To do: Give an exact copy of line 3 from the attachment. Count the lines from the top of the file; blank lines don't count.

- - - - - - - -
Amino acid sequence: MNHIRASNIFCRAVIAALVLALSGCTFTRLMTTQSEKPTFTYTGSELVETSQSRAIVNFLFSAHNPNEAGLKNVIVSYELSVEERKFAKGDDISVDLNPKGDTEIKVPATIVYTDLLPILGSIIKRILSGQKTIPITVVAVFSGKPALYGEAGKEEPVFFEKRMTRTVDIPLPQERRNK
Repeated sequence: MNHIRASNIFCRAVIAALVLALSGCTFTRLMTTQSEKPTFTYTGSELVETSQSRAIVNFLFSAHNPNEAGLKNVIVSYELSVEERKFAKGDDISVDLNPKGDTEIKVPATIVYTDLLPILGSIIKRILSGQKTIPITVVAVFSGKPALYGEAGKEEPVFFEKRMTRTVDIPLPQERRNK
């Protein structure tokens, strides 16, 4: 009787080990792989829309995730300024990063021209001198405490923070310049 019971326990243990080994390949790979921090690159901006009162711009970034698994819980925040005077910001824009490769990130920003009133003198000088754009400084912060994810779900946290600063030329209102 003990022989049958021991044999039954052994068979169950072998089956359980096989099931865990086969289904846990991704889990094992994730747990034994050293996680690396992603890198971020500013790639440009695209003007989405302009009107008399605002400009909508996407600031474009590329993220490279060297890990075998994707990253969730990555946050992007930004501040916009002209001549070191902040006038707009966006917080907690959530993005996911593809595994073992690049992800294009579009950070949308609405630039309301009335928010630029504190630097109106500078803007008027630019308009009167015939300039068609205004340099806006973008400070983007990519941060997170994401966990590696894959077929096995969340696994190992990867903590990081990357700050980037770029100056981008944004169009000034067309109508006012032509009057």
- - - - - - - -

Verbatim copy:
């Protein structure tokens, strides 16, 4: 009787080990792989829309995730300024990063021209001198405490923070310049 019971326990243990080994390949790979921090690159901006009162711009970034698994819980925040005077910001824009490769990130920003009133003198000088754009400084912060994810779900946290600063030329209102 003990022989049958021991044999039954052994068979169950072998089956359980096989099931865990086969289904846990991704889990094992994730747990034994050293996680690396992603890198971020500013790639440009695209003007989405302009009107008399605002400009909508996407600031474009590329993220490279060297890990075998994707990253969730990555946050992007930004501040916009002209001549070191902040006038707009966006917080907690959530993005996911593809595994073992690049992800294009579009950070949308609405630039309301009335928010630029504190630097109106500078803007008027630019308009009167015939300039068609205004340099806006973008400070983007990519941060997170994401966990590696894959077929096995969340696994190992990867903590990081990357700050980037770029100056981008944004169009000034067309109508006012032509009057």